The ethics of breeding pain-free farm animals
Recent developments in genetic engineering have raised the ethical question of whether or not scientists should go down the path of developing pain-free farm animals. The following editorial appeared in ‘New Scientist’, 5 September 2009.
In Douglas Adams’s novel The Restaurant at the End of the Universe, the character Arthur Dent is horrified when a cow-like creature is wheeled to the restaurant table, introduces itself as the dish of the day and proceeds to describe the cuts of meat that are available from its body. The cow has been bred to want to be eaten, and to be capable of saying so.
As often happens with Adams’s work, the truth isn’t too far behind. This week we report on proposals to genetically engineer livestock to be untroubled by pain – something all too common in intensively farmed animals. The concept treats cows, pigs and chickens as if they were inanimate objects whose suffering is like a computer program in need of debugging.
As with Adams’s fictional cow, there is something deeply unsettling about an animal engineered to be pain-free. One researcher called the idea ‘icky’, and conversations about it around our office often end in awkward silence, the thought too unsavoury to discuss.
But also as with Adams’s cow, there is a cold logic that is hard to argue against. Eating an animal that wants to be eaten is surely better than eating one that doesn’t; engineering a farm animal so it does not suffer from pain is surely more humane. If factory farming must exist, then surely we have a moral duty to limit the distress it inflicts.
This doesn’t mean we should welcome the creation of pain-free animals, though. The reason we find the idea so disquieting is that it runs counter to our visceral sense of right and wrong. This is known as the ‘yuck factor’ and it is a common reaction to advances in biotechnology and biomedicine such as cloning, genetic modification and human-animal chimeras.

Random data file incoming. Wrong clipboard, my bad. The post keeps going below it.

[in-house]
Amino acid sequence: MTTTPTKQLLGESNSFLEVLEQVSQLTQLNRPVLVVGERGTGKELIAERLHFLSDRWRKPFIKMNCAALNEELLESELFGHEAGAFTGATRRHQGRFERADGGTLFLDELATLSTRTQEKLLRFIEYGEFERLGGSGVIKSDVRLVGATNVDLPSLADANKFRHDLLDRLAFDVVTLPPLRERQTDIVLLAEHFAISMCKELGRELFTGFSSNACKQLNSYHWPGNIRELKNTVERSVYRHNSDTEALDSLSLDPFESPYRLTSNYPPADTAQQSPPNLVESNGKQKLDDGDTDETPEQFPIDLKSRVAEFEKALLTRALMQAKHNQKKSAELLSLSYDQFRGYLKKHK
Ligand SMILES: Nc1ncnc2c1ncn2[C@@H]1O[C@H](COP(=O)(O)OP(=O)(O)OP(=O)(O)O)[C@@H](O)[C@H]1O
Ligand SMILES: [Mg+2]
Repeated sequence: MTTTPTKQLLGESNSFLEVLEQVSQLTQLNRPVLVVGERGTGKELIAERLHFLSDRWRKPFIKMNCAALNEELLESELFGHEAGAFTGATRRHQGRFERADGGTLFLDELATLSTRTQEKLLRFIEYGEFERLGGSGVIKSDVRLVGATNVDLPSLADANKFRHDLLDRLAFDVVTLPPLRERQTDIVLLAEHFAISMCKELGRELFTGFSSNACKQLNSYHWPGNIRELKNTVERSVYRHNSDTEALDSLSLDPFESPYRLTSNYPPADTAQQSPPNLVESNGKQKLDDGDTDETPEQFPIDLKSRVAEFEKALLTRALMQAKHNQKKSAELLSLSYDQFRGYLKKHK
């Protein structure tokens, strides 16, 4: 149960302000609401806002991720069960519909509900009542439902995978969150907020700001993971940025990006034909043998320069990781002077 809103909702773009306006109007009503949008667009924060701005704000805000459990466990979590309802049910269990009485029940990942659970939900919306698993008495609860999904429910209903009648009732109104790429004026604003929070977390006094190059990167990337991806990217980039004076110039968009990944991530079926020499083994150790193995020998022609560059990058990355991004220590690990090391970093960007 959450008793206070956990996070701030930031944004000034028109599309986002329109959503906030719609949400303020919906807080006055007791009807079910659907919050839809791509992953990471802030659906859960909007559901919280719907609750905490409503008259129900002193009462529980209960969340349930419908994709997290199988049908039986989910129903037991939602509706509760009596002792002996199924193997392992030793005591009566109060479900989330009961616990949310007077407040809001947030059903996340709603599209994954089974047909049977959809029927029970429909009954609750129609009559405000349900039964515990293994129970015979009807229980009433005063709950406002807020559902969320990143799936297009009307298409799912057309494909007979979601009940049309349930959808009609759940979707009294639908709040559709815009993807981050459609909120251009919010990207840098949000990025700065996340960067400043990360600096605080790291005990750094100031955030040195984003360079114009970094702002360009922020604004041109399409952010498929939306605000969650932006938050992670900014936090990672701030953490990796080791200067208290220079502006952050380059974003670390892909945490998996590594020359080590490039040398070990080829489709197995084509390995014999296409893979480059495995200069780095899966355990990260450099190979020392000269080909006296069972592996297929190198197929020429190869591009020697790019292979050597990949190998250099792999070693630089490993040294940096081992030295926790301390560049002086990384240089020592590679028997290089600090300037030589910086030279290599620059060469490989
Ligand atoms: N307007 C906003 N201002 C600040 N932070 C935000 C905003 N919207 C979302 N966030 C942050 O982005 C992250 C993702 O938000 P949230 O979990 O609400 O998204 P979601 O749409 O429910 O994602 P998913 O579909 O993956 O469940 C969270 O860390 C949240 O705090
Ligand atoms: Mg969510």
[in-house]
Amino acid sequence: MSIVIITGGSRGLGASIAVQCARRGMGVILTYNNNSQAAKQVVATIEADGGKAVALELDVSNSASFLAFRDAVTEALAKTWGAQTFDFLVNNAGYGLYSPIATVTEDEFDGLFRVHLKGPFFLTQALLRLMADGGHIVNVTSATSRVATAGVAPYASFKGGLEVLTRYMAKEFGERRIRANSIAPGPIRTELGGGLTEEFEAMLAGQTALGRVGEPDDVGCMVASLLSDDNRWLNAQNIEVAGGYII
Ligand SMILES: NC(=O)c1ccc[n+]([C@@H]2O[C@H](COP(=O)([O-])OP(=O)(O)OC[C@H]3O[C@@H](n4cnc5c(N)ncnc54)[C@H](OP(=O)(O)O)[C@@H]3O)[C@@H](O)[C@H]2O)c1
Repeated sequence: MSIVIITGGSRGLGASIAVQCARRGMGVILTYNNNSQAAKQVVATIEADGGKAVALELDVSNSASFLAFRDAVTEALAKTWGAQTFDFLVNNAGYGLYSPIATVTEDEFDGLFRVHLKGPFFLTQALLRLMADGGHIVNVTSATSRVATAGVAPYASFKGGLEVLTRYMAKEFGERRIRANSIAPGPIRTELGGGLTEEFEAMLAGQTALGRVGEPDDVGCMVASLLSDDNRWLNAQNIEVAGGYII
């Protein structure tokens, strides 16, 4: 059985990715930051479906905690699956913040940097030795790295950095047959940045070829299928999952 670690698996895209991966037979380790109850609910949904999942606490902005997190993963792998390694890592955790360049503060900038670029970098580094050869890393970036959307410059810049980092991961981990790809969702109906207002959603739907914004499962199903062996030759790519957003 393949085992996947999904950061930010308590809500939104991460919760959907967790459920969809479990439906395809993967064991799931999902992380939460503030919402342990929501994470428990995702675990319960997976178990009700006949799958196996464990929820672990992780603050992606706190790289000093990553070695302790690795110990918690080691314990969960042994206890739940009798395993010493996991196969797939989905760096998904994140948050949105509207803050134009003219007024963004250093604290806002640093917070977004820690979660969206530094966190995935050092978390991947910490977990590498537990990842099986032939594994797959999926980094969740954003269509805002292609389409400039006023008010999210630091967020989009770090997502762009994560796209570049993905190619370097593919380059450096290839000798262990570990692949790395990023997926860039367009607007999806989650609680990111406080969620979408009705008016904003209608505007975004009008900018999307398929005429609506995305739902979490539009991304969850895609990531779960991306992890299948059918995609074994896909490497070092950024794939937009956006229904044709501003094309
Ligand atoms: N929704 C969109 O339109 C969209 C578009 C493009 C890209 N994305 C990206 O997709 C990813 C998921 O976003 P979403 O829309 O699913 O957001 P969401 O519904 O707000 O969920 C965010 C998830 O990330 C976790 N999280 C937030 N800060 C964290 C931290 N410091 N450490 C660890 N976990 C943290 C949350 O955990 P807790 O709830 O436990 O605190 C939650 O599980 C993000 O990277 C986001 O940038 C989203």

Some conservative commentators argue that the ‘yuck factor’ is a reliable indicator that the moral Rubicon has been crossed. Yet all too often such distaste is irrational and a barrier to progress. Progressive thought often comes from ignoring such reactions and thinking things through logically instead.
In this case, however, there is value in the ‘yuck factor’. Yes, logically speaking, pain-free animals make sense. But only in a world that has already devalued animal life to the point where factory farming is acceptable. Our visceral reaction to pain-free animals is actually a displaced reaction against the system that makes them necessary.Too many of us are too attached to the pleasures of affordable meat to consider the plight of factory-farmed animals. If the proposal to create pain-free animals achieves anything, it is to force us to confront the pain and suffering that our diets inflict. End factory-farming, and the ‘problem’ of pain-free animals goes away too.
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